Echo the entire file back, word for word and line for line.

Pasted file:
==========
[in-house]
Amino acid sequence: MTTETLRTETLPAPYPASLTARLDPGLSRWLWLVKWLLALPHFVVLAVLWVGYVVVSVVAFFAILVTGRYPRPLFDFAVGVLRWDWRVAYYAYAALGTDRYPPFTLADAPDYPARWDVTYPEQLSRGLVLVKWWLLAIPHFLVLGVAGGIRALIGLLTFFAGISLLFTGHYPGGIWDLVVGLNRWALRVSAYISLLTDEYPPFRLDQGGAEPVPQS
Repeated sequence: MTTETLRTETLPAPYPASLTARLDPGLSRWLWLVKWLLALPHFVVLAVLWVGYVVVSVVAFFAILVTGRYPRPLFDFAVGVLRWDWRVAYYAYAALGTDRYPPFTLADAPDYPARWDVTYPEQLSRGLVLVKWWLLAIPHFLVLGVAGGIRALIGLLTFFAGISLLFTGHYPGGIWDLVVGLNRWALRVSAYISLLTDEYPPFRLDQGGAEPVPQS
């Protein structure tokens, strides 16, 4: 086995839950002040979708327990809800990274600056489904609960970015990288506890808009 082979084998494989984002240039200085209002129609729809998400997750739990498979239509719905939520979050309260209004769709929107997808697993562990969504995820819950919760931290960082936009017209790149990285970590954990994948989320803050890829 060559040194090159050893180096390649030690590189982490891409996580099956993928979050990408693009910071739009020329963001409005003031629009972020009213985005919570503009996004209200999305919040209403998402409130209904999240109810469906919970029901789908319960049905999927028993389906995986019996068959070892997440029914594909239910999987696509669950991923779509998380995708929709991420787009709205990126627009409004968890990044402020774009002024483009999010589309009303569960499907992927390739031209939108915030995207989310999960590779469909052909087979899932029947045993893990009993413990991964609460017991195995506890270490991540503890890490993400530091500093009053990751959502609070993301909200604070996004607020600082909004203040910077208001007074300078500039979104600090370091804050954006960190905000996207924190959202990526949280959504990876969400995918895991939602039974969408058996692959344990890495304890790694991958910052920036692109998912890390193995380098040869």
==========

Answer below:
[in-house]
Amino acid sequence: MTTETLRTETLPAPYPASLTARLDPGLSRWLWLVKWLLALPHFVVLAVLWVGYVVVSVVAFFAILVTGRYPRPLFDFAVGVLRWDWRVAYYAYAALGTDRYPPFTLADAPDYPARWDVTYPEQLSRGLVLVKWWLLAIPHFLVLGVAGGIRALIGLLTFFAGISLLFTGHYPGGIWDLVVGLNRWALRVSAYISLLTDEYPPFRLDQGGAEPVPQS
Repeated sequence: MTTETLRTETLPAPYPASLTARLDPGLSRWLWLVKWLLALPHFVVLAVLWVGYVVVSVVAFFAILVTGRYPRPLFDFAVGVLRWDWRVAYYAYAALGTDRYPPFTLADAPDYPARWDVTYPEQLSRGLVLVKWWLLAIPHFLVLGVAGGIRALIGLLTFFAGISLLFTGHYPGGIWDLVVGLNRWALRVSAYISLLTDEYPPFRLDQGGAEPVPQS
């Protein structure tokens, strides 16, 4: 086995839950002040979708327990809800990274600056489904609960970015990288506890808009 082979084998494989984002240039200085209002129609729809998400997750739990498979239509719905939520979050309260209004769709929107997808697993562990969504995820819950919760931290960082936009017209790149990285970590954990994948989320803050890829 060559040194090159050893180096390649030690590189982490891409996580099956993928979050990408693009910071739009020329963001409005003031629009972020009213985005919570503009996004209200999305919040209403998402409130209904999240109810469906919970029901789908319960049905999927028993389906995986019996068959070892997440029914594909239910999987696509669950991923779509998380995708929709991420787009709205990126627009409004968890990044402020774009002024483009999010589309009303569960499907992927390739031209939108915030995207989310999960590779469909052909087979899932029947045993893990009993413990991964609460017991195995506890270490991540503890890490993400530091500093009053990751959502609070993301909200604070996004607020600082909004203040910077208001007074300078500039979104600090370091804050954006960190905000996207924190959202990526949280959504990876969400995918895991939602039974969408058996692959344990890495304890790694991958910052920036692109998912890390193995380098040869």